Fig. 2 – modeFRONTIER – LS-DYNA workflow
The set-up of the procedure firstly required the selection of a set of simple experimental tests to obtain proper data fitting, and also to integrate the finite element LS-DYNA models into the modeFRONTIER environment.
2.1 Selection of experimental tests
The experimental tests should describe in an accurate way the different material behaviors under different loading conditions, avoiding at the same time information redundancy. By using the same ASTM D 790 specimen geometry (rectangular cross section bar), the following four destructive tests have been selected and performed:
- 3 Points Bending Test (16mm width specimen);
- 3 Points Bending Test (25mm width specimen);
- 4 Points Bending Test;
- Charpy Pendulum Test.
The Global Stiffness and the Total Absorbed Energy quantities have been measured for 3 and 4-Points Bending tests, while Absorbed Energy and Local Failure Mode were selected for Charpy Pendulum. For these quantities, 9 objective functions to be minimized (nine relative errors) were considered in order to investigate the material behaviors.
2.2 Process Integration: modeFRONTIER – LS-DYNA workflow
As the LS-DYNA material model calibration process is characterized by a large number of goals (i.e. the 9 objective functions) and design parameters (MAT 58 – MAT_LAMINATED_COMPOSITE_FABRIC – selected as the most suitable to describe the composite sandwich which requires 23 input variables), it cannot be solved by using a simple trial-and-error procedure. The efficient method we propose here, instead, takes advantage of the modeFRONTIER Process Integration and Design Optimization capabilities.
The process integration of the numerical models related to the experimental tests can be implemented and described within modeFRONTIER by means of the workflow illustrated in Fig. 2.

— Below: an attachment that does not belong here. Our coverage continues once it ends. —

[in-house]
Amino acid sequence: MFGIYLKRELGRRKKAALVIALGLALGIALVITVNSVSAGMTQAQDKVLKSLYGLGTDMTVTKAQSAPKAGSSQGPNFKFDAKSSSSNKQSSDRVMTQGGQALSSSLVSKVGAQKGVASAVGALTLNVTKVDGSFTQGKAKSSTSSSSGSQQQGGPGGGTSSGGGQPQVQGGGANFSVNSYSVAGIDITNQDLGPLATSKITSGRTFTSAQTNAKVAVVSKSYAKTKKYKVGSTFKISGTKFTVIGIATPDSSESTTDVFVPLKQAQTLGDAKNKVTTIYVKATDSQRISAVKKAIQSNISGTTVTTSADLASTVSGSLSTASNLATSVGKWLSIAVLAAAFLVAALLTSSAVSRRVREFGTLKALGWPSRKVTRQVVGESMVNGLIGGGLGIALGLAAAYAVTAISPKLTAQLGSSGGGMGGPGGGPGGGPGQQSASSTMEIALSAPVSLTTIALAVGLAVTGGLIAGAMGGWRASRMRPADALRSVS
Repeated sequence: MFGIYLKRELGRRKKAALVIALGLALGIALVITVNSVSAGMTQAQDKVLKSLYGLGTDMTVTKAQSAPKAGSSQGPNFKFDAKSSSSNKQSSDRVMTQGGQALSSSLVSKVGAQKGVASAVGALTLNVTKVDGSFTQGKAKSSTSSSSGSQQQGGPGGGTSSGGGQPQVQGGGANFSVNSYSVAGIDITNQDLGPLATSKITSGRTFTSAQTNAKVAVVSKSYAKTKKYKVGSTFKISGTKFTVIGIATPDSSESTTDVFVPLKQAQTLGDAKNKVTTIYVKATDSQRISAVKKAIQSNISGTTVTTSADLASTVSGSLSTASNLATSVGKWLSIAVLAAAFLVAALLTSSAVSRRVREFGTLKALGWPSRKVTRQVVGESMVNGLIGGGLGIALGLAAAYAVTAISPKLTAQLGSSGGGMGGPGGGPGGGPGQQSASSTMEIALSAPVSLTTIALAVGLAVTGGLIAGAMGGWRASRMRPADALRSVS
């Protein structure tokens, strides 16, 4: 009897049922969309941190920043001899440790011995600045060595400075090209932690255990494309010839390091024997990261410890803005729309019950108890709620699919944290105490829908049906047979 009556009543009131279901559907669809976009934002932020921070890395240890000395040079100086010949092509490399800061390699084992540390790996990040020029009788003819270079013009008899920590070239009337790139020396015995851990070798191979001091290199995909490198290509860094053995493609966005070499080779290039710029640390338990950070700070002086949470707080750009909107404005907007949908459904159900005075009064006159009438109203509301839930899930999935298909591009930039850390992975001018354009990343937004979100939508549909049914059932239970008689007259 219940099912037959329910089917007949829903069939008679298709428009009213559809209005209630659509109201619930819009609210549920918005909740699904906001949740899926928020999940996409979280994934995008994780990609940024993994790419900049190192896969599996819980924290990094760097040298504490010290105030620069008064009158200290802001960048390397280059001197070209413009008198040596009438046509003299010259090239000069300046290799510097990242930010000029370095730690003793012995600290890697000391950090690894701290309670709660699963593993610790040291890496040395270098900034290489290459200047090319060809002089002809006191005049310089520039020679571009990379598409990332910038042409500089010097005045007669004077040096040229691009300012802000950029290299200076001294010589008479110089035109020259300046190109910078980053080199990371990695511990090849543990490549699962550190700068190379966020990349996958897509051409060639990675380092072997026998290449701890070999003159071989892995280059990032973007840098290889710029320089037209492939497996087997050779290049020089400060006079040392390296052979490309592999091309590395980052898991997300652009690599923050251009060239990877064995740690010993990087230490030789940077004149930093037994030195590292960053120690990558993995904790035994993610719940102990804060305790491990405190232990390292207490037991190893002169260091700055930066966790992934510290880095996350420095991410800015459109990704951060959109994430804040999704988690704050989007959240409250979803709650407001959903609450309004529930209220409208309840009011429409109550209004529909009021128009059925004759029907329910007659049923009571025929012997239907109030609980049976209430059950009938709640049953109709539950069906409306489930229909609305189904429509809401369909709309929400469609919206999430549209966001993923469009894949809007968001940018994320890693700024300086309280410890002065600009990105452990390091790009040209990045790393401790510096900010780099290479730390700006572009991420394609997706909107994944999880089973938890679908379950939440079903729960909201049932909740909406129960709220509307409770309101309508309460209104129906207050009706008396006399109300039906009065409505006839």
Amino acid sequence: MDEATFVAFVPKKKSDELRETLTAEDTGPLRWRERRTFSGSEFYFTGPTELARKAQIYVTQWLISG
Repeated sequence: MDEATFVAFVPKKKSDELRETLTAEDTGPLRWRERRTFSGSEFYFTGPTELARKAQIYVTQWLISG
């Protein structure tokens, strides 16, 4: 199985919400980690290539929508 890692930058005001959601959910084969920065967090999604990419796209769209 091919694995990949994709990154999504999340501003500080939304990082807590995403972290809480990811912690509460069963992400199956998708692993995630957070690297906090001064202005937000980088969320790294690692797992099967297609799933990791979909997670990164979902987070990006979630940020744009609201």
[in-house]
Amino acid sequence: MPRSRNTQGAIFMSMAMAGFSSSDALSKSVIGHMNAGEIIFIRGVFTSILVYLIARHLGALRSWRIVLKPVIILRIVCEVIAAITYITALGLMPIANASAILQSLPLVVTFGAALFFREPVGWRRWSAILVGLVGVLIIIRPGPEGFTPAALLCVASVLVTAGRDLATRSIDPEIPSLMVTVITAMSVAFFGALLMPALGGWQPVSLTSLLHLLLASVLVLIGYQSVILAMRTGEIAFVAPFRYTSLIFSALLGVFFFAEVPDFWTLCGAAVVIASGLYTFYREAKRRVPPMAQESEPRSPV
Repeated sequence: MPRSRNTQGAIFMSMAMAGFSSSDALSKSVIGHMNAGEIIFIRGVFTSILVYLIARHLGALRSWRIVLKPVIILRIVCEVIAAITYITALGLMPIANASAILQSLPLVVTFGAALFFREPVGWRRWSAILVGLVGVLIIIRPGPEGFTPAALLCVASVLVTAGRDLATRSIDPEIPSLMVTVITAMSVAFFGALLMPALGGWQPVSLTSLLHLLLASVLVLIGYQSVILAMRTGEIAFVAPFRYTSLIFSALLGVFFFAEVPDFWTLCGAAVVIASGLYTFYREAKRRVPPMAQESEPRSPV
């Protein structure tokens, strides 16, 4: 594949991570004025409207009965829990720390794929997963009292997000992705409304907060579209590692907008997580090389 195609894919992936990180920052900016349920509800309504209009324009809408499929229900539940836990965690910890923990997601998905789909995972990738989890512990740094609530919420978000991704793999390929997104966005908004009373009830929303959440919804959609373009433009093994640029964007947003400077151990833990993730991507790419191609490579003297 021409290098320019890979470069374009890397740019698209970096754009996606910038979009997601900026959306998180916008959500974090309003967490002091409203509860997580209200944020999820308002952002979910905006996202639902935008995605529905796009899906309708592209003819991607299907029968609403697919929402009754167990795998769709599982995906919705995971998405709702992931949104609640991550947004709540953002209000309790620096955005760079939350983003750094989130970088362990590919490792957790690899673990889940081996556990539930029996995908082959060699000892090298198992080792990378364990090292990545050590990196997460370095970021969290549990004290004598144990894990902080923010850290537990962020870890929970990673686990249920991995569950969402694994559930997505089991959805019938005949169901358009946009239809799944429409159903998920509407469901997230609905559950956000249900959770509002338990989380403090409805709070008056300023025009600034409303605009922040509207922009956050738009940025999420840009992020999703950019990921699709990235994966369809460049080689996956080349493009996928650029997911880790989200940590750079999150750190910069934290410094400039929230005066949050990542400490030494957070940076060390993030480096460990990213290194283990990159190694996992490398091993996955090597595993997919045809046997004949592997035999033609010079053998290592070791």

From top to bottom, following the blue links, the so-called “Data Flow” can be seen. The green block at the top defines the input variables (the constitutive parameters) for which a suitable range of variations can be set. Each time a new combination of their values is proposed by the modeFRONTIER optimization strategy, the MAT 58 card file is updated (node “mat_inp”) and transferred to the four LS-DYNA models. These computations deliver outputs that are post-processed and finally provide numerical forecasts of the nine physical responses, whose values are re-arranged in the nine relative errors with the aim to minimize the discrepancy (red blocks).
From left to right, following the dotted link, the so-called “Logic Flow” is shown: it represents the sequence of operations that modeFRONTIER will automate, and the logic behind them. The “DOE” node, the first block on the left side, means “Design Of Experiments”. This node allows the user to design a suitable initial population (combinations of input variable values) in respect of an efficient exploration of the design phase. Looking at the performances provided by these configurations, the “Scheduler” node realizes how the investigated phenomenons behave and based on its internal search strategy, starts to generate completely new designs. The new configurations flow sequentially into the four LS-DYNA models, whose numerical simulation is run in batch modality by modeFRONTIER, so that eventually a new evaluation of the objective functions is performed.
In this way, the workflow describes in a graphical and a very intuitive way, how the whole process is carried out.
Fig. 3 - objectives’ Correlation Chart